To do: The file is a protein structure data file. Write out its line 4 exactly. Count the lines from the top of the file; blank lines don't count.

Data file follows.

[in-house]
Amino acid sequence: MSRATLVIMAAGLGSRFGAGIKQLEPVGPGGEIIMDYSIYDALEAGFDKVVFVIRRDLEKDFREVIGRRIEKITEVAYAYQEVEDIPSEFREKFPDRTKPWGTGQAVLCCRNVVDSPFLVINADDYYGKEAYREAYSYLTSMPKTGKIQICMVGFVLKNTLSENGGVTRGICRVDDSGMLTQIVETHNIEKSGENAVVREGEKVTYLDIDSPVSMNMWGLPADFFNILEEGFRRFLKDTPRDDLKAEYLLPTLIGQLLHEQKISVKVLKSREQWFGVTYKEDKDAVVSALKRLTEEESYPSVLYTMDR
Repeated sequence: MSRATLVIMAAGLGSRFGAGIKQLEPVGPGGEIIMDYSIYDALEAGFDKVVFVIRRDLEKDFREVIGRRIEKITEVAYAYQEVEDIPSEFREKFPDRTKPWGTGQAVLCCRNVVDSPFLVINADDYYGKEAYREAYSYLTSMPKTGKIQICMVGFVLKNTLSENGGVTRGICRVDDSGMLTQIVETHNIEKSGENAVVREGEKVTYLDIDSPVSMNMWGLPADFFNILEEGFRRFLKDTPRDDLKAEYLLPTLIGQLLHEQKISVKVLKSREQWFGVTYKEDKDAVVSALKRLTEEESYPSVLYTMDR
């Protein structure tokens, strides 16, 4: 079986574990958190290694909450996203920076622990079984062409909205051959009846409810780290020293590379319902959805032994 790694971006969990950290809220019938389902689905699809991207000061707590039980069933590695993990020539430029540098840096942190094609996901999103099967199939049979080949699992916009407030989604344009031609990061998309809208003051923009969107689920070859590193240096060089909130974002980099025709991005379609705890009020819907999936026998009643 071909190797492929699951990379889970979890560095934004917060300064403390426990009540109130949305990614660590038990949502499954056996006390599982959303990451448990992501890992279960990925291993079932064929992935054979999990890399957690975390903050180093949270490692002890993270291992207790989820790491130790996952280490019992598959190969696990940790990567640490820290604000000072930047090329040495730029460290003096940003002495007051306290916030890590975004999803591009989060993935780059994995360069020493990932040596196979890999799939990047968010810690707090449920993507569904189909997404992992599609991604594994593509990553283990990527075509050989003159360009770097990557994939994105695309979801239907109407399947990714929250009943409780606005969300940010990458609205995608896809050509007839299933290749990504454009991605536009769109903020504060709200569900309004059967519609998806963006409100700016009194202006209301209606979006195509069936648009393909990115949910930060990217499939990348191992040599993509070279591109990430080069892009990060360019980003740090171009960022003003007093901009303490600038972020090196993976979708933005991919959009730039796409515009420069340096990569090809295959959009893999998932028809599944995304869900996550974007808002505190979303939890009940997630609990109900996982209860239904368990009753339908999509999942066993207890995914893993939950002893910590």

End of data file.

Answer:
């Protein structure tokens, strides 16, 4: 079986574990958190290694909450996203920076622990079984062409909205051959009846409810780290020293590379319902959805032994 790694971006969990950290809220019938389902689905699809991207000061707590039980069933590695993990020539430029540098840096942190094609996901999103099967199939049979080949699992916009407030989604344009031609990061998309809208003051923009969107689920070859590193240096060089909130974002980099025709991005379609705890009020819907999936026998009643 071909190797492929699951990379889970979890560095934004917060300064403390426990009540109130949305990614660590038990949502499954056996006390599982959303990451448990992501890992279960990925291993079932064929992935054979999990890399957690975390903050180093949270490692002890993270291992207790989820790491130790996952280490019992598959190969696990940790990567640490820290604000000072930047090329040495730029460290003096940003002495007051306290916030890590975004999803591009989060993935780059994995360069020493990932040596196979890999799939990047968010810690707090449920993507569904189909997404992992599609991604594994593509990553283990990527075509050989003159360009770097990557994939994105695309979801239907109407399947990714929250009943409780606005969300940010990458609205995608896809050509007839299933290749990504454009991605536009769109903020504060709200569900309004059967519609998806963006409100700016009194202006209301209606979006195509069936648009393909990115949910930060990217499939990348191992040599993509070279591109990430080069892009990060360019980003740090171009960022003003007093901009303490600038972020090196993976979708933005991919959009730039796409515009420069340096990569090809295959959009893999998932028809599944995304869900996550974007808002505190979303939890009940997630609990109900996982209860239904368990009753339908999509999942066993207890995914893993939950002893910590």